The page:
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Comic Book Club to host charity event

by | Dec 13, 2018 | Latest

A group of high school students have spent months planning a fundraiser for their community – but not for the typical reasons. Instead of raising money for t-shirts or a trip, they’re raising money to donate to charity.

Sachse High School’s Comic Book Club is hosting its first-ever charity event from 6:30-9:30 p.m. Friday, Dec. 14. Tickets are free but the club requests a $5 donation, and all proceeds will go to the Christopher and Dana Reeve Foundation, which focuses on finding treatments for paralysis.

“The only way it benefits us is that it gets our name out there,” said Andrew Bonatti, a senior who serves as the club’s president. “The biggest thing is to donate. You can also make a direct donation, and there are tax-deductible donation booths. Our goal is to raise $2,000.”

The event will feature carnival games, food, a cosplay fashion show and the screening of a superhero movie in the SHS auditorium.

Comic Book Club has close to 40 members, and all of them are involved in producing the event. Most will serve as ushers, while others will stay behind the scenes to help everything run smoothly.

According to sponsor Erin Hobbs, the students have planned the event entirely themselves.

“This is not teacher-led,” she said. “I can’t say that anything else has been so student-centered.”

“I’m so proud that we’re high schoolers putting together a charity event,” added Jack White, the club’s vice president. “Everyone works so hard. It’s such a good community to be a part of. It’s a fantastic thing to see kids from all walks of life coming together.”

Andrew has been hoping to host a charity event since he founded the club his freshman year, and the underclassmen intend to make it an annual occasion.

They chose the Reeve Foundation because of how many people the organization helps, and its association with the Superman character. Christopher Reeve, star of the 1978 film “Superman,” was paralyzed in 1995 and helped fund the research center, the foundation’s website stated.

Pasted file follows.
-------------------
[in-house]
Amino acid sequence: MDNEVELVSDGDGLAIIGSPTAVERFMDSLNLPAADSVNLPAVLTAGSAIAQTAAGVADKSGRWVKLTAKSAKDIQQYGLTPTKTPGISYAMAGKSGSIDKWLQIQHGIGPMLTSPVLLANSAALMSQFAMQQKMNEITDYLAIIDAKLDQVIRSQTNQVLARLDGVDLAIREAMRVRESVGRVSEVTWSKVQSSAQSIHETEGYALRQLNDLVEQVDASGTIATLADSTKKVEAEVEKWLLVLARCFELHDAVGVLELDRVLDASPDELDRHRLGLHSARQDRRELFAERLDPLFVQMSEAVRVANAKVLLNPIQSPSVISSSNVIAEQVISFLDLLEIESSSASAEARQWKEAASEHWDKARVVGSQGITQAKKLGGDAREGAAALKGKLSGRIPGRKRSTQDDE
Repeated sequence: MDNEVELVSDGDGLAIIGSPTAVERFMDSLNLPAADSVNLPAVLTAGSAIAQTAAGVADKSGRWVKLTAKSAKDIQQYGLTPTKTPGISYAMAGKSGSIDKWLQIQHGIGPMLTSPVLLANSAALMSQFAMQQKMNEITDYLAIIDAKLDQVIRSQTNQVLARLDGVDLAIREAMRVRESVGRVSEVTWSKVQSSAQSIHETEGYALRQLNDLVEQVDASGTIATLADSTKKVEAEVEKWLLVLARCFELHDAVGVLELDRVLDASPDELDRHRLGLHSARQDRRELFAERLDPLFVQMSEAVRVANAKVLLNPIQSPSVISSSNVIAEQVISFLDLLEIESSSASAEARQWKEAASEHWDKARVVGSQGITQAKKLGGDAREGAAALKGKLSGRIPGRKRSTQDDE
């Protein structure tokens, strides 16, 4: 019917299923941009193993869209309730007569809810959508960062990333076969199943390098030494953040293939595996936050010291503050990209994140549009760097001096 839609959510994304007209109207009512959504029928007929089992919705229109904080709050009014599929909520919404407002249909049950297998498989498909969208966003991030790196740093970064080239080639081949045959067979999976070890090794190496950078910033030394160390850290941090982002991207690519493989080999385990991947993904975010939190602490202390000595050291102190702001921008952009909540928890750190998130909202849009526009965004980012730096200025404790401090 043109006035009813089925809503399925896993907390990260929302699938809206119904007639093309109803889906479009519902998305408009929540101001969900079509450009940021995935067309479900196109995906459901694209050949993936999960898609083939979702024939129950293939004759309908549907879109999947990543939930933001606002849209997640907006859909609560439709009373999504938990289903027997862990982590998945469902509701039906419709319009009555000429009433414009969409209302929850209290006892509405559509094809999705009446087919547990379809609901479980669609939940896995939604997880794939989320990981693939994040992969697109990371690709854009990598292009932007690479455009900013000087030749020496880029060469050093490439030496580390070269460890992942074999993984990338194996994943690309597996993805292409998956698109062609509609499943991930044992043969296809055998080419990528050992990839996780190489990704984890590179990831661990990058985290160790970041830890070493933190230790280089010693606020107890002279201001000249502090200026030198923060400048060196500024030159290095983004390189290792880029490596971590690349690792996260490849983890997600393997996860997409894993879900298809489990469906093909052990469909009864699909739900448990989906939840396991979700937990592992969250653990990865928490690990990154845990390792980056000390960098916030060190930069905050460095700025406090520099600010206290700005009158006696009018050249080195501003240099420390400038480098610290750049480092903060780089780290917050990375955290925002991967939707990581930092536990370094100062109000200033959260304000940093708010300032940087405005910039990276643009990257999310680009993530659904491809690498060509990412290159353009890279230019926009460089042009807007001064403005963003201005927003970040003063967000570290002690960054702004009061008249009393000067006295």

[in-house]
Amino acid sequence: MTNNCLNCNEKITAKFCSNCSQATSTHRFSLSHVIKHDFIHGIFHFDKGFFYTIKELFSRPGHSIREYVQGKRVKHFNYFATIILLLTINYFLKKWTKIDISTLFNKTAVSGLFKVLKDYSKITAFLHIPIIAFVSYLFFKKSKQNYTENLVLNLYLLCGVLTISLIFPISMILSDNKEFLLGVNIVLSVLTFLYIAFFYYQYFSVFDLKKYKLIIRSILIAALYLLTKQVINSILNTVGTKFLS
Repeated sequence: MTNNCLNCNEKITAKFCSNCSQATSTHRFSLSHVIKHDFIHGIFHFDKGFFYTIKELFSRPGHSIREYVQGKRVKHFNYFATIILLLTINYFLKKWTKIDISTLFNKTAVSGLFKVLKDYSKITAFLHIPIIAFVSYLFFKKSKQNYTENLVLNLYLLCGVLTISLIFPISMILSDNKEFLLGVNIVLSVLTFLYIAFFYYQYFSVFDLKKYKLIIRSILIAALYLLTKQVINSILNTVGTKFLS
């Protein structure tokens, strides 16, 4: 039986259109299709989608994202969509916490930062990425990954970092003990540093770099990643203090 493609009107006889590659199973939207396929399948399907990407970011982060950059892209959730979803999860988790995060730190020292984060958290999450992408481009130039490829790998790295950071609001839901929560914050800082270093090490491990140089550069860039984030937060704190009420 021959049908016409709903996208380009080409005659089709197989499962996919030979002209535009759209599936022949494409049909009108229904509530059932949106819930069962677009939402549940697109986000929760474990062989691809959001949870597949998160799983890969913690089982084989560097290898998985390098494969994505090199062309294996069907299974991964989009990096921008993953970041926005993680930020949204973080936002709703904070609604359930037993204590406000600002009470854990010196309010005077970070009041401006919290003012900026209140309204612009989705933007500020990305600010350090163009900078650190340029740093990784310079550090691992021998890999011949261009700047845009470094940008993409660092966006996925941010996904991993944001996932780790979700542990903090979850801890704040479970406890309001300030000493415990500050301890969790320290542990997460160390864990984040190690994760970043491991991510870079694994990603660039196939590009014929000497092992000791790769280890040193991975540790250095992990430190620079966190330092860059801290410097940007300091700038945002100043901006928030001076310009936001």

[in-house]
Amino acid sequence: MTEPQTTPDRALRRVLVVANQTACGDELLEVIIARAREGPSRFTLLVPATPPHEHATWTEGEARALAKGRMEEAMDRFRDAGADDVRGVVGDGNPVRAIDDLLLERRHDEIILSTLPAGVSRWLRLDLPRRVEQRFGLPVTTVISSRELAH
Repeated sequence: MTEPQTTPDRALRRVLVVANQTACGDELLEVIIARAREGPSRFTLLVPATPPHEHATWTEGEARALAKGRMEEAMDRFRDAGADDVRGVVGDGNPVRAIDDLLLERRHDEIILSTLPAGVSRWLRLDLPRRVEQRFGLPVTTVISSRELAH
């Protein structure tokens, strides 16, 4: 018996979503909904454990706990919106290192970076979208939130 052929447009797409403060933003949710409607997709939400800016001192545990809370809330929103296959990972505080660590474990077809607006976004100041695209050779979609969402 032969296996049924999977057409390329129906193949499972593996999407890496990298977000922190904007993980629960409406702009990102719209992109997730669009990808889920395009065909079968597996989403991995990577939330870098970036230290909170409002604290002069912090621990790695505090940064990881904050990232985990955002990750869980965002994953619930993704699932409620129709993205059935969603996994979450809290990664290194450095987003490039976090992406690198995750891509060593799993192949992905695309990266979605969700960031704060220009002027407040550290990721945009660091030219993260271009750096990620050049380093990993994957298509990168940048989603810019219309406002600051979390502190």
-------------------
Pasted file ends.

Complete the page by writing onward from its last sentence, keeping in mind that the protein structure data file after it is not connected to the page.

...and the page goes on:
“Paralysis can happen to anyone – it happened to Superman,” Andrew said. “People who come out for the carnival games or to watch the movie might feel nostalgic about Christopher Reeve’s contribution not only to the comic book community, but to the paralysis community. This event is a really good way to highlight his contribution.”

The club meets once a week – sometimes twice, in order to take care of all the planning. Due to all the time spent together, the members have grown close.

“I want people to come and see all the great things the kids do,” said co-sponsor Cynthia Stevens. “This event isn’t just going to show that they have big hearts, but will also show things that they love. They make teaching fun. Comic Book Club attracts kids that wouldn’t normally be in sports or extracurriculars. We get a lot of fringe kids. It’s a positive thing. It helps them meet new friends.”

When they aren’t focusing on raising money, the students discuss the world of comics, watch movies, attend Comic-Cons and play games. At the end of the year they put together a banquet, and will bury a time capsule in the spring.

Anyone may join at any time – all that’s required is signing a membership card.

The club is on Instagram as SHS_ComicBookClub, where they post photos of meetings as well as information about events.

“This event embodies the Comic Book Club as a whole,” Jack said. “It’s something bigger than yourself, and we’re trying to raise awareness in the community.”

 

For more stories like this, see the Dec. 13 issue or subscribe online.

 

By Morgan Howard • [email protected]

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